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One of the biggest threats to the financial stability of any small business comes from the very people you employ to help your business thrive. Sometimes called the “fraud triangle,” the three main reasons employees commit fraud are need, opportunity, and rationalization. When these three things collide, it can lead to actions that will damage your company. Here are five fraud prevention tips for small businesses.
Many new business owners make the mistake of putting a single person in charge of accounting. While this may seem like a smart business decision, this actually presents that employee with a golden opportunity to skim money without anybody else having had the opportunity to find out. Businesses should have multiple people who handle functions such as cash handling, inventory management, client payments, and billing to make theft more difficult and easier to detect.
Having employees who you can rely on is part of the glue holding many small businesses together. Training your employees has the benefit of increasing their job functions while teaching them what to look for in the process. This also helps employers to show their employees the proper channels to follow if they suspect a coworker is engaging in fraud.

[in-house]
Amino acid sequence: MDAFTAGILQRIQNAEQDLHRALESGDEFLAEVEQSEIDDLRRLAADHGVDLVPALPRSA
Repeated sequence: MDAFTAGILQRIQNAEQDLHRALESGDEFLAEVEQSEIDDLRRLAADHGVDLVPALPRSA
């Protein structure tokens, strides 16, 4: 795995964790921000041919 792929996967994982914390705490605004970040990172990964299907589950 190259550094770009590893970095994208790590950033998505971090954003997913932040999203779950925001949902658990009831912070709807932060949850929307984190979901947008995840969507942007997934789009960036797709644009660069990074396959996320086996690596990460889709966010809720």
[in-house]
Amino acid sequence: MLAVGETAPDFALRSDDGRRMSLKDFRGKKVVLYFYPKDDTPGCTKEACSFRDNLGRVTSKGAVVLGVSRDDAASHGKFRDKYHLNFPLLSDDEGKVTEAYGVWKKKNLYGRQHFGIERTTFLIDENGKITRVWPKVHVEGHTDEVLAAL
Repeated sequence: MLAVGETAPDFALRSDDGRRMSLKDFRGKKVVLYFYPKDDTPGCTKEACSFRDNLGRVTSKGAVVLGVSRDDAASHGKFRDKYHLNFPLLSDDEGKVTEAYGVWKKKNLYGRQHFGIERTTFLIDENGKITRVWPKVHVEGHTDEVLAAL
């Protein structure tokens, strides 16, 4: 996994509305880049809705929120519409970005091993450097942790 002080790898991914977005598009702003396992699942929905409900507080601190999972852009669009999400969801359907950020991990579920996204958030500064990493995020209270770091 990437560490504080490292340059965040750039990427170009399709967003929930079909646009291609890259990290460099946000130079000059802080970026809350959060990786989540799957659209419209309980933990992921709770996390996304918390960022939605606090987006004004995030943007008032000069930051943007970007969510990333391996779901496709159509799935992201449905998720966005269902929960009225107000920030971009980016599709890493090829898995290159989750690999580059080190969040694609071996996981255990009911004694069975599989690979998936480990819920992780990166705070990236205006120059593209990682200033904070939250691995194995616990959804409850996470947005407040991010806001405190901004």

There are more types of theft than financial, including fraud related to inventory. Having a point-of-sale (POS) system that is capable of tracking inventory has many benefits, including the ability to document items from the moment they come into the store until the second it leaves. By improving your inventory control with a POS system, you eliminate an opportunity for fraud to occur.
Keeping accurate and reliable documentation for everything in your business should already be the standard operating procedure—especially the financials. This documentation makes it easier to perform audits of your employees. Performing regular audits on your employees, financials, and inventory is absolutely critical for effective fraud prevention.
There are a lot of things in your business that you are going to be great at, but you simply can’t become an expert at everything. If financials aren’t your strong suit, it’s ok to seek the help of an accounting professional to help manage the ins-and-outs of your business. CPAs advise their clients on the best ways to manage their finances and have plenty of fraud prevention tips for small businesses that make understanding the economics of your business simple.